Review by Andrew Poretz . . .

Hooray for Hollywood!  Award-winning cabaret performer Ann Kittredge is a sophisticated, tall lady who exudes elegance and warmth.  With classic beauty and a gorgeous gown, she was a 1940s film poster come to life.  Ann’s rich, powerful mezzo voice glistens with class.  For her first live appearance since The Pause of 2020, Ann presented a rich history of Hollywood music, mainly songs of hope, love and lost love, with wonderful anecdotes about the movies and the performers who introduced them to set up the songs.  With musical director and pianist Alex Rybeck and guitarist Sean Harkness, a great pairing with this fine wine, this promised to be an intimate, delicious evening, even if the old-fashioned box of movie popcorn would not be shared with the sold-out, enthusiastic Birdland audience on October 10.

The song choices were diverse, wonderful, and sometimes surprising, not only for their inclusion but for the approaches Ann took to them.

For a show celebrating movie songs we may or may not remember, the opening line, “You must remember this” from “As Time Goes By” (Herman Hupfeld), most famously sung by Dooley Wilson in “Casablanca,” made this a clever beginning as a ballad before taking on a faster, rhumba beat. 

Ann gave new life to “Another Day in the Sun” (Justin Hurwitz, Benj Pasek and Justin Paul), the opening dance number from “La La Land,” one of those hummable yet forgettable movie songs where the melody is heard everywhere in the movie, in many styles, whether played by an orchestra in a nightclub, sung by roommates getting ready for clubbing, or a jazz pianist riffing.  Despite its ubiquity in the film, this would be a throwaway song for most performers, but not Ann.

Fred Astaire was coveted by songwriters for his ability to turn their songs into gold when he introduced them in films.  Ann paid homage to Fred (and Ginger) with a terrific medley of seven Irving Berlin songs, including “Top Hat,” “Cheek to Cheek” and “It Only Happens When I Dance with You”, “We’re a Couple of Swells,” in which Rybeck provided fun vocal assistance. Gown flowing, Ann did her best Ginger Rogers, dancing for several moments.  “She sang backwards, too,” she said of Astaire’s most beloved dance partner.

War movies have produced some of the greatest, most memorable movie songs.  Ann delivered the delightful and funny “You’re Either Too Young or Too Old” (Arthur Schwartz/Frank Loesser) with humor and flair. It was certainly a surprise to learn that this song was introduced by, of all people, Bette Davis, in “Thank Your Lucky Stars.”  With Ann’s 95-year-old mother in the front row, Ann made playful fun of her age when mentioning the next song, introduced 86 years ago (“You remember this, right Mom?”), and that of Mom’s slightly younger aunt, who was also present.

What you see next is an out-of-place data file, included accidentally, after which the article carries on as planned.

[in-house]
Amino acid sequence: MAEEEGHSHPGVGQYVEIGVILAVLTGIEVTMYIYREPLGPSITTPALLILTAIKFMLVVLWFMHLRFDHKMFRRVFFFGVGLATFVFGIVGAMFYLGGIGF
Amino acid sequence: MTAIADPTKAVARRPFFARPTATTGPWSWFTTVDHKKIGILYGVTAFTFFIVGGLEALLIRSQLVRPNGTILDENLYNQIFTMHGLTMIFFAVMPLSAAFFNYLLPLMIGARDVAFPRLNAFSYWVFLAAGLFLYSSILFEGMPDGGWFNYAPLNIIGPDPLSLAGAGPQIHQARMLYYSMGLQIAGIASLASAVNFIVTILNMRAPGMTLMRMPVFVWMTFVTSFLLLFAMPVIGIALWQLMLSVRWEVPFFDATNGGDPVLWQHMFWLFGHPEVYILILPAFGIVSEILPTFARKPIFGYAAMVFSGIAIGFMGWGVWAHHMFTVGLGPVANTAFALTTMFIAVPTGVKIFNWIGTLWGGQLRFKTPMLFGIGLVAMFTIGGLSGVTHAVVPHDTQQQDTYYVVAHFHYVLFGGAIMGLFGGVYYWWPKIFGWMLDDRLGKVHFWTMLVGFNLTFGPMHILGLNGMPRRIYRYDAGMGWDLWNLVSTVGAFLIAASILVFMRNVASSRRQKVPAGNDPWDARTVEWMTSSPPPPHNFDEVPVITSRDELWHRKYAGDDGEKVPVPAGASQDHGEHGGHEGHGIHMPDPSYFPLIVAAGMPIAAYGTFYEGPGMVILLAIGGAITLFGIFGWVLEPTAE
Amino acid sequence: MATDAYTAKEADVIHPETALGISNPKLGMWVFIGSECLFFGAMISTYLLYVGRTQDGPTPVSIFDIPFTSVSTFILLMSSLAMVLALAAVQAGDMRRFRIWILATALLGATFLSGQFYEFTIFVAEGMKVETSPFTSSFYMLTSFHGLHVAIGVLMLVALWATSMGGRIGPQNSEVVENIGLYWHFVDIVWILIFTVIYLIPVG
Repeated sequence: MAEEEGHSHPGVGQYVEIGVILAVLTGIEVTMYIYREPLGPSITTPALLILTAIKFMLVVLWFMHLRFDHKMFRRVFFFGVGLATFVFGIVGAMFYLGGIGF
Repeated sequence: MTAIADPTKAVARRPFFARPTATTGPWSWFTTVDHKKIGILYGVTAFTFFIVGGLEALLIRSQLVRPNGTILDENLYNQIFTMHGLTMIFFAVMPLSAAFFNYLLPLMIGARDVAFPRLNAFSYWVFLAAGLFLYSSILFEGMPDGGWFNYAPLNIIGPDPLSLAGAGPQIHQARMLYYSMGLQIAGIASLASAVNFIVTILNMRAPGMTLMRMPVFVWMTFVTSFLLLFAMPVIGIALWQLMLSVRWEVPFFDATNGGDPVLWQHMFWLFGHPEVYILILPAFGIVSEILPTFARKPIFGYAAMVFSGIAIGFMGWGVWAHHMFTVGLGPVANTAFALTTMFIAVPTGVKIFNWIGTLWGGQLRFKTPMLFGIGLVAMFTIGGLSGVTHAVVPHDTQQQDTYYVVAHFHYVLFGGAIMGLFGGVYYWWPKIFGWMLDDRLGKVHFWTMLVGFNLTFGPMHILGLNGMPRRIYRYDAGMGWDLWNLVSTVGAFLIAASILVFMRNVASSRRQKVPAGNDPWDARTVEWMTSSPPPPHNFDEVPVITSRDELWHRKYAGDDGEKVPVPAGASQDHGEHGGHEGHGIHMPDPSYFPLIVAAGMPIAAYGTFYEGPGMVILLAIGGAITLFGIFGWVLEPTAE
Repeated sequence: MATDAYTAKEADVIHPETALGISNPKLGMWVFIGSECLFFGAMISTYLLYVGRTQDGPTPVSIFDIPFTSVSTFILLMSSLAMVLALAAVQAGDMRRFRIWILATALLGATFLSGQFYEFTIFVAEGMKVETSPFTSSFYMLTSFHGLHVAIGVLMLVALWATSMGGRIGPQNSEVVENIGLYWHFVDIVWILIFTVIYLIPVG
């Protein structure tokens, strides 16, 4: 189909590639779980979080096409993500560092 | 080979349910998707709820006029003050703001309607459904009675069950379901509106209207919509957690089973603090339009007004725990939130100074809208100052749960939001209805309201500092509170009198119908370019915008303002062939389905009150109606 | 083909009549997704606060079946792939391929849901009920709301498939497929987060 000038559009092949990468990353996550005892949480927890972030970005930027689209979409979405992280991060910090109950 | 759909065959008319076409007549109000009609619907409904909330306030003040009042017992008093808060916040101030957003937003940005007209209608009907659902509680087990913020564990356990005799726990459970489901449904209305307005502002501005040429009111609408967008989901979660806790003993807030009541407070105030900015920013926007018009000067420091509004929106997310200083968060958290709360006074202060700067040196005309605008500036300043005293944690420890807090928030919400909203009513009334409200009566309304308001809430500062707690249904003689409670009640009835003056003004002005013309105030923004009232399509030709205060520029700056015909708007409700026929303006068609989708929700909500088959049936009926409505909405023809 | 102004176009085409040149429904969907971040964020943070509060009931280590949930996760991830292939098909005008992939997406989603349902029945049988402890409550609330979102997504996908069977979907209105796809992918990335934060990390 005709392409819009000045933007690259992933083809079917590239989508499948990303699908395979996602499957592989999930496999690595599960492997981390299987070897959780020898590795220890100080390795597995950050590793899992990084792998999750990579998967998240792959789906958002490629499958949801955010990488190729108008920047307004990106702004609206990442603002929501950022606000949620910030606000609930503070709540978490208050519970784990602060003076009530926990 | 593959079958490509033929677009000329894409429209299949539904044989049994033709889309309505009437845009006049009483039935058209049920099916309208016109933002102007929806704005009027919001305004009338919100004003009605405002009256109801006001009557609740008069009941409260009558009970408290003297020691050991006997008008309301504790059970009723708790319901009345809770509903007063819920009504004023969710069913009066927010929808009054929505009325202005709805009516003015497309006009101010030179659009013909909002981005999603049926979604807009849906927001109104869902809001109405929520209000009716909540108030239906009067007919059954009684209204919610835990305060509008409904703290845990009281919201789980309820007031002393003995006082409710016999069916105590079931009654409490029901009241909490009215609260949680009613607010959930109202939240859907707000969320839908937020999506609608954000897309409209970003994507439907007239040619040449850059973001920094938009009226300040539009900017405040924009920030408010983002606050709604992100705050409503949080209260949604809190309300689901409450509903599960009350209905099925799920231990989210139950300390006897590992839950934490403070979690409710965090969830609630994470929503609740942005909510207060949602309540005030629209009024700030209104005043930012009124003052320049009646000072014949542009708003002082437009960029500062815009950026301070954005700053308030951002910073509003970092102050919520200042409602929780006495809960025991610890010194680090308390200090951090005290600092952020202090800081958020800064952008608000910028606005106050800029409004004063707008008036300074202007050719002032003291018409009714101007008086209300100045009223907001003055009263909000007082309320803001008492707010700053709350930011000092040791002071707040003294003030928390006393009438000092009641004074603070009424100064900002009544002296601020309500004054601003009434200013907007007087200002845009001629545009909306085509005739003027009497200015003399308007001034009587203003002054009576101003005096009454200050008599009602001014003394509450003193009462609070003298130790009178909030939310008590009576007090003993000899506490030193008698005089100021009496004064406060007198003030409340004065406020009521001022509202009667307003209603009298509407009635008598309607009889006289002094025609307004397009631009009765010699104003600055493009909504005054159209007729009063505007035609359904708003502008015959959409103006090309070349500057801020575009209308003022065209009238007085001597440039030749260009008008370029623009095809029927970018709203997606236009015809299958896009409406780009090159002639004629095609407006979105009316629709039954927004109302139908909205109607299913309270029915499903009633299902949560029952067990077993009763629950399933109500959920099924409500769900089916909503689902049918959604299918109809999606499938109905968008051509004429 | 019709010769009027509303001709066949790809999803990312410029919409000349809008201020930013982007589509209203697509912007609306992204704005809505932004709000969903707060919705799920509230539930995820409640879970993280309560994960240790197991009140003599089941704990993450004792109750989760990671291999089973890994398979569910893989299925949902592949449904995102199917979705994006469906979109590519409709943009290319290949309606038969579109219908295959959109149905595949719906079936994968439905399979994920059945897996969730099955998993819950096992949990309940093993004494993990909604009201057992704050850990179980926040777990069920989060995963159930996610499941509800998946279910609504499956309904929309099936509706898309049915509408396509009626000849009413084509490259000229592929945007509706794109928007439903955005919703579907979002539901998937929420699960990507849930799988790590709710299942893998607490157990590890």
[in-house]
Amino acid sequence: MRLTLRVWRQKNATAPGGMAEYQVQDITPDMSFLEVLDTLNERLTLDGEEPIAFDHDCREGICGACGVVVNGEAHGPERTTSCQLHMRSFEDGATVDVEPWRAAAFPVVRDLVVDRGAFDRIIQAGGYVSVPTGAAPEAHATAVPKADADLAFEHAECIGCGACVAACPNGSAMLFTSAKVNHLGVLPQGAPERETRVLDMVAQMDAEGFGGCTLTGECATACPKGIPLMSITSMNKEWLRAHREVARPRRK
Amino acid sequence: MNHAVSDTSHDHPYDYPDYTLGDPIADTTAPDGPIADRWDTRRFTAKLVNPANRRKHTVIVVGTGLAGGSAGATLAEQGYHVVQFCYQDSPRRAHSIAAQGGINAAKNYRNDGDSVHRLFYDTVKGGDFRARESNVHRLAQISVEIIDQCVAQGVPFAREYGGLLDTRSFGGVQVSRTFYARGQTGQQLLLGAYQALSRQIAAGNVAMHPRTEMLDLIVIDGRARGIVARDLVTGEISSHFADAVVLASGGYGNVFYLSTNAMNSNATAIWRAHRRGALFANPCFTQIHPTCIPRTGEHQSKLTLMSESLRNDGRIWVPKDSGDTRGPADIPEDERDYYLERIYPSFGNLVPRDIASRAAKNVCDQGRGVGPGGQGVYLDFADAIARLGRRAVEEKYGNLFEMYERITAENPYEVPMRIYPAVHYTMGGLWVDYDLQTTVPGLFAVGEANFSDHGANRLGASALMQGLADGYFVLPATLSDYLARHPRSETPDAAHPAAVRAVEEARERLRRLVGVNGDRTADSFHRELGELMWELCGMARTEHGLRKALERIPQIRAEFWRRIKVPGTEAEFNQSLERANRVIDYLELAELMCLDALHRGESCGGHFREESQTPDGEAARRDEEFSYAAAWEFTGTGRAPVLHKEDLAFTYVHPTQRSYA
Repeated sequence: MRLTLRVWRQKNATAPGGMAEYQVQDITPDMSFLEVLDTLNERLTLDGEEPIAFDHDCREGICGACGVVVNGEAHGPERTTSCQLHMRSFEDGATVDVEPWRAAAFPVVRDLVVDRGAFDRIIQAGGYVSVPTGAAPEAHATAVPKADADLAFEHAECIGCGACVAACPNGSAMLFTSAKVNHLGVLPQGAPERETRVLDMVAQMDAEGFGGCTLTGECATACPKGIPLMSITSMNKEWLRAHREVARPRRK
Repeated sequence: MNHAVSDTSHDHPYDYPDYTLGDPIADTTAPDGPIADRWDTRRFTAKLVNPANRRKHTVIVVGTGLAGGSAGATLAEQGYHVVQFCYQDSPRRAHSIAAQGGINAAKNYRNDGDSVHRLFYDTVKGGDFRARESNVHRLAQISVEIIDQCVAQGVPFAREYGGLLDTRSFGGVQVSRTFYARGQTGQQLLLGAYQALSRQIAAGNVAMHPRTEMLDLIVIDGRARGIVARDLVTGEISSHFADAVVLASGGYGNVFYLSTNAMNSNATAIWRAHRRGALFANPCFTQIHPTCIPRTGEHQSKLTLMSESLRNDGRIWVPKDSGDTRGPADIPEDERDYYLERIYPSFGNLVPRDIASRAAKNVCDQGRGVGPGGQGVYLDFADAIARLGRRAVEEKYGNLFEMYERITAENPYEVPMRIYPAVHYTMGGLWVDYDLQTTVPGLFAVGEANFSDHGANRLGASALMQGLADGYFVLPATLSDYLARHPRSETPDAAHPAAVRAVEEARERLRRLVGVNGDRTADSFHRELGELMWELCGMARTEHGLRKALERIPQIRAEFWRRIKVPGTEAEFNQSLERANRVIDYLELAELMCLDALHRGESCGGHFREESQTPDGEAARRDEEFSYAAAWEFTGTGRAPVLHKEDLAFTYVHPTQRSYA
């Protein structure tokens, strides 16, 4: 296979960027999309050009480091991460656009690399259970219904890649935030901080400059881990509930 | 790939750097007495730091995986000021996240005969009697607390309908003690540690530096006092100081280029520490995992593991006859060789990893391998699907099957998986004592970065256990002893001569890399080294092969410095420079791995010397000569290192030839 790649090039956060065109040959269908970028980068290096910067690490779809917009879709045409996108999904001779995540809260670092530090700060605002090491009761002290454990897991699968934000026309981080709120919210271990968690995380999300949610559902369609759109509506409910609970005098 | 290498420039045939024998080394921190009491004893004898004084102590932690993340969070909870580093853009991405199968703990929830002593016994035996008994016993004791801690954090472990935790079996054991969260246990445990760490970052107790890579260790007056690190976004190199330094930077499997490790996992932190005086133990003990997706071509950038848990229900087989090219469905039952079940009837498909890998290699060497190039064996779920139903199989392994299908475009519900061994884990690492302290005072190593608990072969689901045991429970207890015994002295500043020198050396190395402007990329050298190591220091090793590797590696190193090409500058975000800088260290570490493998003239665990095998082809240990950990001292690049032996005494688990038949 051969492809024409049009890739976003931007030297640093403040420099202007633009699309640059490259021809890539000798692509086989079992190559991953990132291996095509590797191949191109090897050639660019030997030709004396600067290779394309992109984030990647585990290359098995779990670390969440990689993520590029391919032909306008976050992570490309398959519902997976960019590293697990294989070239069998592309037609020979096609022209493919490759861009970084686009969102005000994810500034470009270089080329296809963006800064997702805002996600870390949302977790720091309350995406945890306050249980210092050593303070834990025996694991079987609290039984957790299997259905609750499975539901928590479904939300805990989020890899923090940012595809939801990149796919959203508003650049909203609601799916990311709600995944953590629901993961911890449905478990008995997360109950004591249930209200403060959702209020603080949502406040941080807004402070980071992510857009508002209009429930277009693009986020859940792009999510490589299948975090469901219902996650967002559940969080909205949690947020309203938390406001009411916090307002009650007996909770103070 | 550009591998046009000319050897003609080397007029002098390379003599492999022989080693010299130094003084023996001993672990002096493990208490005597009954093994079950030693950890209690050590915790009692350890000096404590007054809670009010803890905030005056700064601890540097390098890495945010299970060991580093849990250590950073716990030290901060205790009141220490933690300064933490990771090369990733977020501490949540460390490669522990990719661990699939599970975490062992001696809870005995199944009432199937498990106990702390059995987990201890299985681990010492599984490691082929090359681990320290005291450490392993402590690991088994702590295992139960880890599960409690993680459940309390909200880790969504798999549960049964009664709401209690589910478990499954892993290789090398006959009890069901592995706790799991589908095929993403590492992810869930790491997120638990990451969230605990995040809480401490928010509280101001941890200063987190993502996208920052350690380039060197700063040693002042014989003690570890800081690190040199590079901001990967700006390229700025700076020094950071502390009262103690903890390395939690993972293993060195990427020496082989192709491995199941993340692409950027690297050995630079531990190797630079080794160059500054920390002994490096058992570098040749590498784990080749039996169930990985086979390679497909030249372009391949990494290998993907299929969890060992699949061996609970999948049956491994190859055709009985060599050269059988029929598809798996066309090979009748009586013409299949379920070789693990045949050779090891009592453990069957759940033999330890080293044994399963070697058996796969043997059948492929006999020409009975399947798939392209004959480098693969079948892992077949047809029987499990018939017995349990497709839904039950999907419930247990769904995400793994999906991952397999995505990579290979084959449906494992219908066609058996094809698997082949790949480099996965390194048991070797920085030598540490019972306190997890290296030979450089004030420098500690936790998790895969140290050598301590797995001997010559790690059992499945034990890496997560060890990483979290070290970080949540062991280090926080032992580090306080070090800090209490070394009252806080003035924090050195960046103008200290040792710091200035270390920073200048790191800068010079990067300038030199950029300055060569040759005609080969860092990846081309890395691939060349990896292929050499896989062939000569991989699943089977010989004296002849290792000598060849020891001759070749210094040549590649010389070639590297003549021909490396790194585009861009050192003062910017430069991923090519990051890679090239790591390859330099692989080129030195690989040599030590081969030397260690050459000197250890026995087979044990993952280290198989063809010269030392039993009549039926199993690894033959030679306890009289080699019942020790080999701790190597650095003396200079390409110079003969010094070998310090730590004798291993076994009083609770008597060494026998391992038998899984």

It’s fair to say the last song anyone would expect to induce tears would be “Ah, Sweet Mystery of Life” (Victor Herbert). She told us the tragic love story of early movie stars Nelson Eddy and Jeanette MacDonald, who introduced the song.  Forced to keep their offscreen love a secret through eight films together, and despite marrying other people, they loved one another until their deaths.  Singing with just Sean Harkness, who played guitar up front for this one, off-book (“I had to memorize that one!”), this once sappy operetta song, completely reimagined and reframed here brought out its true poignancy and was literally breathtaking. 

Alex Rybeck is a master accompanist, and his arrangements, particularly of the medleys, were exceptional with five “torch songs” written like an overture.  The piano foreshadowed “The Man That Got Away” with its opening vamp before Ann sang “Stormy Weather” to start the medley.  This especially well-crafted combination of songs associated in movies with Lena Horne (“Stormy Weather”), Barbra Streisand (“My Man”), Frank Sinatra (“I Fall in Love Too Easily”) and Judy Garland (“The Man That Got Away”), were woven effortlessly with the duo’s support, particularly by Rybeck’s inventive placing of the various song phrases to set the mood and create tension.

Ann finished with a perfectly sung, a cappella “When You Wish Upon a Star” (Leigh Harline/Ned Washington), a song introduced by a talking cricket in Disney’s “Pinocchio” – – here sung by the star.  Goosebumps included.  Brava!

While there is no upcoming performance of this show currently scheduled, Ann’s new album, “Reimagine,” is soon to be released.  If her reimagined songs are any indication, this will be a recording that will get much play on your Hi-Fi. Or Wi‑Fi, this being 2021.

Alex Rybeck – Sean Harkness, – Ann Kittredge
Ann Kittredge with Richard Hillman

Lead Photo by Helane Blumfield

After Show photos by Andrew Poretz